Wednesday, December 13, 2006

A "wreck" of Leach's petrels

Severe storms in the Altantic over the last week or so have driven large numbers of Leach's storm petrels (Oceanodroma leucorhoa) onto the coasts of Britain. This species is a bit bigger than our familiar European "stormies", with a forked tail and a whitish bar on the upperwing.

A Leach's petrel killed by storms in a previous "wreck" of petrels, on the Portuguese coast (Photo from A Rocha Portugal)

Several thousand petrels were "wrecked" on the coast, and some were even driven far inland by the strong winds. One place where many of the storm-driven birds gathered was in the Severn Estuary, on the Wales-England border. It was here that I had close views of 5-6 tired looking petrels on December 7th.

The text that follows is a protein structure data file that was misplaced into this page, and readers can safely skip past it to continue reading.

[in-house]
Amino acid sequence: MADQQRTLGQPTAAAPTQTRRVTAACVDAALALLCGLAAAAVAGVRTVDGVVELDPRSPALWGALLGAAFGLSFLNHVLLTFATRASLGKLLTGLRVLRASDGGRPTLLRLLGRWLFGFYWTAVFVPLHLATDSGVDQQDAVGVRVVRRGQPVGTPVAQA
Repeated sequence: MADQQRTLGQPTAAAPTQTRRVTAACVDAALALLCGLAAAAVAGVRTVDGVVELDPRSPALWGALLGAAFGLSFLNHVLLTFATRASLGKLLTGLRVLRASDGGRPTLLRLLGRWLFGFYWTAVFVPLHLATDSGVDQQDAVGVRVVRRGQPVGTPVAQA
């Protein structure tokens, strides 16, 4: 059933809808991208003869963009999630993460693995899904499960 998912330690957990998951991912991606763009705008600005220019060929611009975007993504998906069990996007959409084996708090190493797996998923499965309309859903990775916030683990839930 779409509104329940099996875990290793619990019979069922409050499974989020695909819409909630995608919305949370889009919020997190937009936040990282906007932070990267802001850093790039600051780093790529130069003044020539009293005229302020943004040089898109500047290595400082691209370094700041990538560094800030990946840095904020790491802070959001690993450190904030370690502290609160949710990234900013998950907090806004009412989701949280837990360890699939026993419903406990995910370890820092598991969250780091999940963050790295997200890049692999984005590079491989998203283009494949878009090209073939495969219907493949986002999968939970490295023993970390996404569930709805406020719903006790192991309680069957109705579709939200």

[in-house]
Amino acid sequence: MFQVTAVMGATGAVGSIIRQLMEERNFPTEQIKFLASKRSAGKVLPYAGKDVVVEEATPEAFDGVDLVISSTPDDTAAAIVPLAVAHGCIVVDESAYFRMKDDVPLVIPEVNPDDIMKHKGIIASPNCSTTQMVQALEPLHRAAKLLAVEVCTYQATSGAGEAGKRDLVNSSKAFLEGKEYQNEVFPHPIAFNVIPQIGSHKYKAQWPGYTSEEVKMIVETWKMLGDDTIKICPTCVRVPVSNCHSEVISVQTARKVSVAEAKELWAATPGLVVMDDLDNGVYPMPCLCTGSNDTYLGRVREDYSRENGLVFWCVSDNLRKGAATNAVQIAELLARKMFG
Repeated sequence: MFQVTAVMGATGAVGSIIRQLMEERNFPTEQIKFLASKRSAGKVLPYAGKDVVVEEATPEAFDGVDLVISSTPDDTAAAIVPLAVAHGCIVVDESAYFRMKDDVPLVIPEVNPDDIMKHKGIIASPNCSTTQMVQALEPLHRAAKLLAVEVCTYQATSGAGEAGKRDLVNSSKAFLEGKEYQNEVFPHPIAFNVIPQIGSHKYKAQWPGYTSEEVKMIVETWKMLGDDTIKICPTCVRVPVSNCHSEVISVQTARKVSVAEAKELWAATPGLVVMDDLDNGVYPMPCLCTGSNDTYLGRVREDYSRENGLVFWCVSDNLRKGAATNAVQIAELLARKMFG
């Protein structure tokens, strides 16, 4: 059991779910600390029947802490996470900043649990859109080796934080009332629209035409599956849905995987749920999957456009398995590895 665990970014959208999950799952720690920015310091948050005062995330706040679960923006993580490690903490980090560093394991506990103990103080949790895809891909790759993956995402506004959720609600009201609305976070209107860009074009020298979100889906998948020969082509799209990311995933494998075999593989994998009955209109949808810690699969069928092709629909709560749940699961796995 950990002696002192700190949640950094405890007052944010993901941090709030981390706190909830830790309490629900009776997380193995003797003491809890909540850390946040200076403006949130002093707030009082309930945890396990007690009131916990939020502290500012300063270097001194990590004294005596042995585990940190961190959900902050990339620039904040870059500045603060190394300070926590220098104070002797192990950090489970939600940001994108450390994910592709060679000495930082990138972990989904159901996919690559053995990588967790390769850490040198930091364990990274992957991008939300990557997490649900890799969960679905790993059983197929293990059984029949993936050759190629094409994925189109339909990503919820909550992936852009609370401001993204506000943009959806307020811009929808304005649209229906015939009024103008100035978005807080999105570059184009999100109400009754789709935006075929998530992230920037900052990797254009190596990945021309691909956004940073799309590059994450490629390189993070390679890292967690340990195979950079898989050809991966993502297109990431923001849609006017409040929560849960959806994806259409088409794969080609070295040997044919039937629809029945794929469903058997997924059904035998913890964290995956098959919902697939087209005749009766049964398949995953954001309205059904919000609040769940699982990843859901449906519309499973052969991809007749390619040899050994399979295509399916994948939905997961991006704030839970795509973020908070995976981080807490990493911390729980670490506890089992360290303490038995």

At the same time, four Leach's petrels took refuge at Eglwys Nunydd Reservoir, a few miles inland from the coast of South Wales.

One of the Leach's petrels at Eglwys Nunydd

One of these birds was so exhausted that local birdwatcher Barry Stewart tried to rescue it (as this seemed the bird's only chance of survival), by swimming out into the reservoir. However, the bird somehow found the energy to flutter out of reach. Although the bird was later caught by more conventional means, it sadly died on the way to the local wildlife hospital.


Really very chilly

Thanks to Paul Roberts for the photos, and to Barry Stewart for the dedication to the cause!

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